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I'm having trouble believing that this is a single Modern English word and not a scanno or Middle English. DCDuringTALK 01:23, 20 October 2010 (UTC)
Our reference, the 1911 Century Dictionary, has this:
tocome†, v. i. [ME., < to1 + come.] To come to; approach.
These to-comen to Conscience and to Cristyne peuple.
Piers Plowman (C), xxii. 343.
which seems to justify your disbelief.
—RuakhTALK 02:28, 20 October 2010 (UTC)
In Dalrymple's Leslie's History of Scotland of 1596 we have it: ‘He [...] wastes, burnes, and slayes al that he tocumis’, where "tocomes" means "comes to". It probably survived longer north of the border. There is very little research on it in the OED. It needs some proper examination of older texts, which Google Books is poor at. Ƿidsiþ 12:53, 21 October 2010 (UTC)
A second reference is Coleridge, A dictionary of the first, or oldest words in the English language, which has an entry for tocome (same def.). In addition, I found a few nominal uses of the word in The poetical works of Gavin Douglas, bishop of Dunkeld and Virgil's Aeneid (keyword: "now this tocome" or "the contyr or first tocome") meaning "an approach, an onset". Leasnam 23:36, 21 October 2010 (UTC)
1939, Joyce, Finnegans wake uses tocoming. This work is Modern English. A Wake newslitter also uses this term. Does this need to be changed to (dialectal or obsolete) perhaps with a special emphasis on Scottish and Irish: (obsolete or dialectal, chiefly Scotland,Ireland)? Leasnam 00:15, 22 October 2010 (UTC)
But Gavin Douglas wrote in Scots, not English.--Prosfilaes 00:41, 22 October 2010 (UTC)
Right. So we can disregard those works. Leasnam 02:00, 22 October 2010 (UTC)
Tocome (also tocum) are entried as both verb and noun (with derivative tocum(m)ing) in the Scots dictionary. How often is the occurrence of these words in Scottish English? Does anyone know? Even if it's the word cosmetically written as to come (= approach, come to), which I have seen done. Leasnam 02:08, 22 October 2010 (UTC)
The difference between Scots and Scottish English is more of a state of mind than a linguistic fact. We may not be able to cite this, although I very strongly suspect it was still in use in early modern English. Also, I must say I'm uncomfortable with using Finnegans Wake as a citation source, unless we're quoting from one of the (few) passages written in standard English as opposed to Joycean awesomeness. Ƿidsiþ 08:58, 22 October 2010 (UTC)
From Middle English to + come seems to imply it was formed in Modern English, or else it would be from Middle English tocome (not to + come). Mglovesfun (talk) 10:00, 22 October 2010 (UTC)
Correct. It is from ME, composed of ME equivalents of to + come. Leasnam 17:28, 22 October 2010 (UTC)
I'm a bit confused a Modern English dictionary listing this as Modern English justifies disbelief? Mglovesfun (talk) 10:04, 30 October 2010 (UTC)
Your phrase "a Modern English dictionary listing this as Modern English" is understandable, but IMHO not very well-supported. The headword slot indicates it's obsolete; the etymology slot says this is “ME.” (not “< ME.”, as is done with some words); and the sole citation is in what we would call Middle English. I'm open to the possibility that the dictionary is a Modern English dictionary that only lists words that made it into what we call Modern English, but I haven't seen compelling evidence of that. On the contrary, I see evidence that the dictionary does not consider this word to be what we would consider Modern English. —RuakhTALK 16:56, 30 October 2010 (UTC)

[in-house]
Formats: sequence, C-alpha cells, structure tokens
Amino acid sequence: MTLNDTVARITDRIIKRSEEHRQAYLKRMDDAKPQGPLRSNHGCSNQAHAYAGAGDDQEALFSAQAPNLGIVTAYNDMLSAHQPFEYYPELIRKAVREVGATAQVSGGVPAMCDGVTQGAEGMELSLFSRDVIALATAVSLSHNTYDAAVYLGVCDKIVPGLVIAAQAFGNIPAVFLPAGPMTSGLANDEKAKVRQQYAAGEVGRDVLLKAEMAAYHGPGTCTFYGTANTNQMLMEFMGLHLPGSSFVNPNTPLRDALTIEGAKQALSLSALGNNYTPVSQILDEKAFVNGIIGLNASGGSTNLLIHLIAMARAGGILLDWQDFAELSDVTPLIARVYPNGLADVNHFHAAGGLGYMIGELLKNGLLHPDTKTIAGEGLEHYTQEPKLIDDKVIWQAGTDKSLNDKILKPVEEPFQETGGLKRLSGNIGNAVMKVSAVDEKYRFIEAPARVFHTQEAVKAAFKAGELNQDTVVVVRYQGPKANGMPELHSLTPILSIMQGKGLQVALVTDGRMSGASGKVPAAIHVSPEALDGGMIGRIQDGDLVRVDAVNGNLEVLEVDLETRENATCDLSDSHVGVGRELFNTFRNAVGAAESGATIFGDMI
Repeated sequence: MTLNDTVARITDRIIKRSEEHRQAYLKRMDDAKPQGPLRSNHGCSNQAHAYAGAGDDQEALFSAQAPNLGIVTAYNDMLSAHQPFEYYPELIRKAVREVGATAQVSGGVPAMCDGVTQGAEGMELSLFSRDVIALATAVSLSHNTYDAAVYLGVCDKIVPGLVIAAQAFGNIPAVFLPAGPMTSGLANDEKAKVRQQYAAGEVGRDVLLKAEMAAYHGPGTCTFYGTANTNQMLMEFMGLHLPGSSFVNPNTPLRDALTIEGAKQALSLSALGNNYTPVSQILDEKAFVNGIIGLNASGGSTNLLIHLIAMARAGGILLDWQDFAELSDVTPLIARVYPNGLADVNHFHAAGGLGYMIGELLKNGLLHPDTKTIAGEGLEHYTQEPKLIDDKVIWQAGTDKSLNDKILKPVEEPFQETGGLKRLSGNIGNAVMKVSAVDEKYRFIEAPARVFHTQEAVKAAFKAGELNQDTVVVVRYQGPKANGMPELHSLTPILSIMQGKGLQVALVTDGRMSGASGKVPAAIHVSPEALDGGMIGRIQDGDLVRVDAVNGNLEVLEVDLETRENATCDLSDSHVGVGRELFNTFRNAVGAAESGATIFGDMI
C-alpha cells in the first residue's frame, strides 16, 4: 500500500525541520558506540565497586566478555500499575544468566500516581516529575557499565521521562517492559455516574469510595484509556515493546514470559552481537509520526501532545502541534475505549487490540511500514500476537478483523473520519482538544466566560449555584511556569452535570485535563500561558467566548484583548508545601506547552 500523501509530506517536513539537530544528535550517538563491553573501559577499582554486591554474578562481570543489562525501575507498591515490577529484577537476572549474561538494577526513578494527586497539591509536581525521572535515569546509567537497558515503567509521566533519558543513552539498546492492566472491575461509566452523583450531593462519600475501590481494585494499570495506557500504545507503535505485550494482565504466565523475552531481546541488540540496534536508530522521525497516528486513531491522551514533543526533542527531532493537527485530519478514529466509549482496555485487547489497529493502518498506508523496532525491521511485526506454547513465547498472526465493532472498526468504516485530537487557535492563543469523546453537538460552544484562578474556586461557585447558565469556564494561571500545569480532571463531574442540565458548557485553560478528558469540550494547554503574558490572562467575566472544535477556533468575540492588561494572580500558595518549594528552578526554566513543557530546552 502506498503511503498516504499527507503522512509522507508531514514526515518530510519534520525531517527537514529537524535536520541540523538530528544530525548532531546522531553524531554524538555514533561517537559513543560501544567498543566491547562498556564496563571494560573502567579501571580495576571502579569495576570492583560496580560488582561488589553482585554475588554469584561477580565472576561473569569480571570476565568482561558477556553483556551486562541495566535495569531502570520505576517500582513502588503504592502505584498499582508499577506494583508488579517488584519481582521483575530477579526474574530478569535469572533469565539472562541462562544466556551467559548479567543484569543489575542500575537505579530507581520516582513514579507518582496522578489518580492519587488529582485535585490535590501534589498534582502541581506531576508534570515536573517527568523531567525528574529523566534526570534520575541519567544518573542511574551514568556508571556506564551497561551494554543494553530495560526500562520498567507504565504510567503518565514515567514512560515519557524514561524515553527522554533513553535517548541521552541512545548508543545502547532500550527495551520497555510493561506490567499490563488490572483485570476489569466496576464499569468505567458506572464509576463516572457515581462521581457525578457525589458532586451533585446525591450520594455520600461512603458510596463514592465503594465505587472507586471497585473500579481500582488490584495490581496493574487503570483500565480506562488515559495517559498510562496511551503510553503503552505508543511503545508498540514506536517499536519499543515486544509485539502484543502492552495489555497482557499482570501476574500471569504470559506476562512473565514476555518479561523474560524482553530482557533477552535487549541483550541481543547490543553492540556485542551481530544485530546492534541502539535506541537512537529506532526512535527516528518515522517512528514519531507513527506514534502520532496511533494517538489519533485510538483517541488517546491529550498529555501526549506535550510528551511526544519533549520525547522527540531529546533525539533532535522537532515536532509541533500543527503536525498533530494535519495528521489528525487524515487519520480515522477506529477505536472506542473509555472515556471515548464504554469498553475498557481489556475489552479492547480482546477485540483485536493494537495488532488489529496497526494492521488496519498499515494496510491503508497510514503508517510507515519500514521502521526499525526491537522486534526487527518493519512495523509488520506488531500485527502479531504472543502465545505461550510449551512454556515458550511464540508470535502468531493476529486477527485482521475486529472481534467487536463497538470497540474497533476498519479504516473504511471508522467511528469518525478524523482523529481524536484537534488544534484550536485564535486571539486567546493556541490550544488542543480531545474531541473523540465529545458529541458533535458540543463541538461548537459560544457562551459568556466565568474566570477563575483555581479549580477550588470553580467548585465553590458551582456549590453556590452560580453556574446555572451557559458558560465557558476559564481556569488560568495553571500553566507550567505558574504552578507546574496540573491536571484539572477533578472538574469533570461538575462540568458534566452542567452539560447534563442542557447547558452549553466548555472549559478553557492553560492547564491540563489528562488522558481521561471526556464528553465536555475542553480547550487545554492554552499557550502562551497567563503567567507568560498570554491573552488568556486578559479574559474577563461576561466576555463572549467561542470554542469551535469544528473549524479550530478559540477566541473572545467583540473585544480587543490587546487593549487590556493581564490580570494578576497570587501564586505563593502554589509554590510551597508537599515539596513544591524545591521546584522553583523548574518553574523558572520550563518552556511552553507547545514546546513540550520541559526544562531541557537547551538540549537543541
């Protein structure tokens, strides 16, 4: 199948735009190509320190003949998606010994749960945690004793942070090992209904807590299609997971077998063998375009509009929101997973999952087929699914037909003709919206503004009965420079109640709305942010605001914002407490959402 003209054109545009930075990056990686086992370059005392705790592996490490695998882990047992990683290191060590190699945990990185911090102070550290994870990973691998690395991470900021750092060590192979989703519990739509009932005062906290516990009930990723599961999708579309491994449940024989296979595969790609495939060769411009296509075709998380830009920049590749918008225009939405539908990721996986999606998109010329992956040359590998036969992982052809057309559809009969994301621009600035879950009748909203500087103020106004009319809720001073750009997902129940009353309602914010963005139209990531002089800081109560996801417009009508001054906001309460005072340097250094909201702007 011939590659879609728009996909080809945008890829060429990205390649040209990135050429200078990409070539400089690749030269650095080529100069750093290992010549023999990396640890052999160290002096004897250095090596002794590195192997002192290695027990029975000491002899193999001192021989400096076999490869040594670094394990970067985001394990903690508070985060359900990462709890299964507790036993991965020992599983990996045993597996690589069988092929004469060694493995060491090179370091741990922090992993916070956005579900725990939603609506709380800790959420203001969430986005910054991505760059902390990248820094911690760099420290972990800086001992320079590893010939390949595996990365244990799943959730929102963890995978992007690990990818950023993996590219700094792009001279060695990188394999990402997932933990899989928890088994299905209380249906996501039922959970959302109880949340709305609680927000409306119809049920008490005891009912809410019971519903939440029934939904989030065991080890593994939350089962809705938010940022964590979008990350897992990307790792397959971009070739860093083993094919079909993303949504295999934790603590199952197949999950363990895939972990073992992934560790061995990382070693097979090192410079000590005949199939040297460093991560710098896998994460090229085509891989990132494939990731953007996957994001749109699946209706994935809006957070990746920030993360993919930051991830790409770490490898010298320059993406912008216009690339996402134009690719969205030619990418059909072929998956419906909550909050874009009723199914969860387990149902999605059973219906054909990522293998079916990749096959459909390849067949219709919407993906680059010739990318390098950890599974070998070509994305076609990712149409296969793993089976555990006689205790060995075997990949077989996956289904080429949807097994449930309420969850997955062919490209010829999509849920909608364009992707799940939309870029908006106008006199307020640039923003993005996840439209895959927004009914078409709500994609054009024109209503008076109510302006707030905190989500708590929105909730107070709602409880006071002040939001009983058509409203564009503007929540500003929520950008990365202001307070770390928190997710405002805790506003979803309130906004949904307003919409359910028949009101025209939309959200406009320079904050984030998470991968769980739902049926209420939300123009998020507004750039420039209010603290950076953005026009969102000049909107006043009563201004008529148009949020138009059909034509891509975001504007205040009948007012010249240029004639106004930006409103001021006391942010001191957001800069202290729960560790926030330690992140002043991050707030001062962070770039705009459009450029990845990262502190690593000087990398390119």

Hmm. It is ambiguous no doubt. The normal ME form for the verb would be tocomen rather than tocome, which this word is clearly indicated as a verb. Leasnam 16:26, 1 November 2010 (UTC)
The Century dictionary appears to be very inconsistent in its etymology format: Compare todash (" < ME. todashen...") with tobreak or toburst ("ME. tobreken..."; "ME. tobresten..."), which shows that sometimes they use " < ME." and sometimes they do not. Leasnam 16:42, 1 November 2010 (UTC)
Added 3 citations to the entry. Leasnam 00:33, 8 December 2010 (UTC)
Sorry, but I don't think any of those are valid: the Dalrymple cite is actually Scots, and the Caxton cites seem to be using tocoming as an adjective meaning "soon-to-be". (Plus, they're not independent of each other.) —RuakhTALK 03:27, 8 December 2010 (UTC)
I think I've actually found a suitable one. It's in a letter from James III to King Richard III (therefore it is post 1483), written in what appears to be Scottish English (there are definite Scottish characteristics, but it isn't today's Scots to be sure), where James uses tocome twice as tocum. The spelling of this word may have still been variant (Middle English also having tocumen beside tocomen; cf. betwixt vs. betuix within same passage). Otherwise, if indeed the term itself is a Scots word, it is used in English (?--EME?) context, analogous to how foreign words are adopted into English today--like French à propos or cliché which, when used in English become English words. Same here I think. Clearly, James knew that Richard would have understood what this word meant or he would have refrained from using it. Leasnam 21:19, 20 December 2010 (UTC)
Because Wiktionary is insistent on having citations of precise spellings, this would seem to me to fail RFV. Of course, it should probably stay (in some spelling) as a Middle English word, and the Scots word should stay. - -sche(discuss) 18:58, 1 August 2011 (UTC)
RFV-failed, because there were not three citations in the entry that met en.Wikt's strict standards on spelling, and division of Middle English and Modern English. - -sche(discuss) 02:46, 8 August 2011 (UTC)